But there were millions of Americans for whom it was not “morning again in America.” Reagan recognized this, though he rarely made the concession. He was an apostle of the marketplace whose premise had always been that the U.S. economic pie should be
enlarged, not that everyone should receive an equal slice.
Despite the sea of happy children’s faces that graced the “feel-good” commercials, poverty exploded in the inner cities of America during the Reagan years, claiming children as its principal
victims. The reason for this suffering was that programs targeted to low-income families, such as AFDC, were cut back far more than programs such as Social Security. As a result of cuts in such targeted programs-including school lunches and subsidized
housing-federal benefit programs for households with incomes of less than $10,000 a year declined nearly 8% during the Reagan first term while federal aid for households with more than $40,000 income was almost unchanged.
Source: The Role of a Lifetime, by Lou Cannon, p. 516-17
, Jul 2, 1991
Championed “workfare” as California Governor
Governor Reagan opposed Nixon’s proposal for reforming welfare. Reagan resisted efforts to pressure California into increasing cost-of-living payments to welfare recipients. In 1971, Reagan worked out a compromise. He brought California into compliance
with federal regulations, and Nixon promised not to stand in the way of a pilot program requiring able-bodied welfare recipients to work as a condition of receiving aid. The program had mixed success but established Reagan as the champion of “workfare.”
Source: The Role of a Lifetime, by Lou Cannon, p. 74-75
, Jul 2, 1991
Many homeless choose to be; ACLU fosters homelessness
I asked, “What about the homeless? Do you think you could have done anything for them?”
Reagan said, “Well, it’s been so exaggerated. Millions, there aren’t millions. Real research reveals probably 300,000 or less, nationwide.
And a lot of those are the type of people that have made that choice.
For example, more than 40% of them are retarded, mentally deficient people, that is the result of the ACLU. Look at the girl in NY who went to court after Koch had ordered her to get off the street and be put in a shelter.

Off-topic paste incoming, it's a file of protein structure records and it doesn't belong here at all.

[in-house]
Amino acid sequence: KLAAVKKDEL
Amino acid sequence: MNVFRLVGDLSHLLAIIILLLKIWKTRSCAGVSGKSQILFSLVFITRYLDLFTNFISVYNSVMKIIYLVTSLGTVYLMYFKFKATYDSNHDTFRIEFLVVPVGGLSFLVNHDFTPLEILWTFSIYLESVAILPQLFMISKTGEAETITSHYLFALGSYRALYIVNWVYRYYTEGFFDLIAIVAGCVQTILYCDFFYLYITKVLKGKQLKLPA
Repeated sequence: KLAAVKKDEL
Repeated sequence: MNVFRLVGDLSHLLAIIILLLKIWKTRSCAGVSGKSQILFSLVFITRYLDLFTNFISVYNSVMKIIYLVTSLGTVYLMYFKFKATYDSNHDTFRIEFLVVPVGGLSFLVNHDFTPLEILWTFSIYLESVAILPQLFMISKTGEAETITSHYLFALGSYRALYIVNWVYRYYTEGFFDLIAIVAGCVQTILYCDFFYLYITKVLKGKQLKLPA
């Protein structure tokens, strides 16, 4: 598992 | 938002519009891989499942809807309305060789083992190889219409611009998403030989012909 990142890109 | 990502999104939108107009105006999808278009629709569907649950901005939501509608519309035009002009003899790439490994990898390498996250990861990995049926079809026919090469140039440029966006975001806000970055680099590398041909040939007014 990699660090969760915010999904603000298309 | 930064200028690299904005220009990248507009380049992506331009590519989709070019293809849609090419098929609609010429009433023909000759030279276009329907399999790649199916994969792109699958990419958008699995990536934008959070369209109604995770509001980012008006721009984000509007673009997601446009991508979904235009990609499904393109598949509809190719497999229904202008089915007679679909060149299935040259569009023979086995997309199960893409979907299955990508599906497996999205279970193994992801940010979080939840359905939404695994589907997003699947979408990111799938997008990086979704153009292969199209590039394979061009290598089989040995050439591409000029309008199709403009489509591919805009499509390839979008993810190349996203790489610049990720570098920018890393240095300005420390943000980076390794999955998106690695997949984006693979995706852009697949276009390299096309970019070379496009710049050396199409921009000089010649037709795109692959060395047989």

She went to court and actually fought, under her Constitutional rights, to go on living in that cardboard box on the street.“
Source: Dutch, by Edmund Morris, p.645-646
, Jan 9, 1988
Development zones to reverse decline of our cities
Q: The decline of our cities has been hastened by the continual rise in crime, strained race relations, the persistence of abnormal poverty in a rich nation. What would you do to reverse this trend?
REAGAN: In the inner-city areas, that in cooperation
with local government and with National Government, and using tax incentives and with cooperation with the private sector, that we have development zones. Let the local entity, the city, declare this particular area, based on the standards of the
percentage of people on welfare, unemployed, and so forth, in that area. And then, through tax incentives, induce the creation of businesses providing jobs and so forth in those areas. Through these tax incentives, a business that would not have, for a
period of time, an increase in the property tax reflecting its development of the unused property that it was making wouldn't be any loss to the city, because the city isn't getting any tax from that now.
Source: The Reagan-Carter Presidential Debate
, Oct 28, 1980
As CA Governor, opposed AFDC as rewarding lack of work
[As Governor, Reagan addressed] California’s exploding welfare system. “Here in California,” he warned, “nearly a million children are growing up in the stultifying atmosphere of programs that reward people for not working, programs that separate
families and doom these children to repeat the cycle in their own adulthood.”
Reagan had especial contempt for government touts whose job performance was appraised by the length of their welfare client lists. “They go out and actually recruit people to
be on welfare,“ he complained. His prejudice against AFDC was practical as well as moral. He believed it discriminated against the destitute-by encouraging the shiftless to promiscuity.
The California Welfare Reform Act became law in August 1971.
Reagan called it ”probably the most comprehensive“ such initiative in American history. It had an inspirational effect on welfare policy across America, but Reagan would have to wait until 1996 before his basic dream, the repeal of AFDC, became a reality
Source: Dutch, by Edmund Morris, p. 368-9 & 376
, Jan 4, 1971
- Click here for definitions & background information on Welfare & Poverty.
- Click here for VoteMatch responses by Ronald Reagan.
- Click here for AmericansElect.org quiz by Ronald Reagan.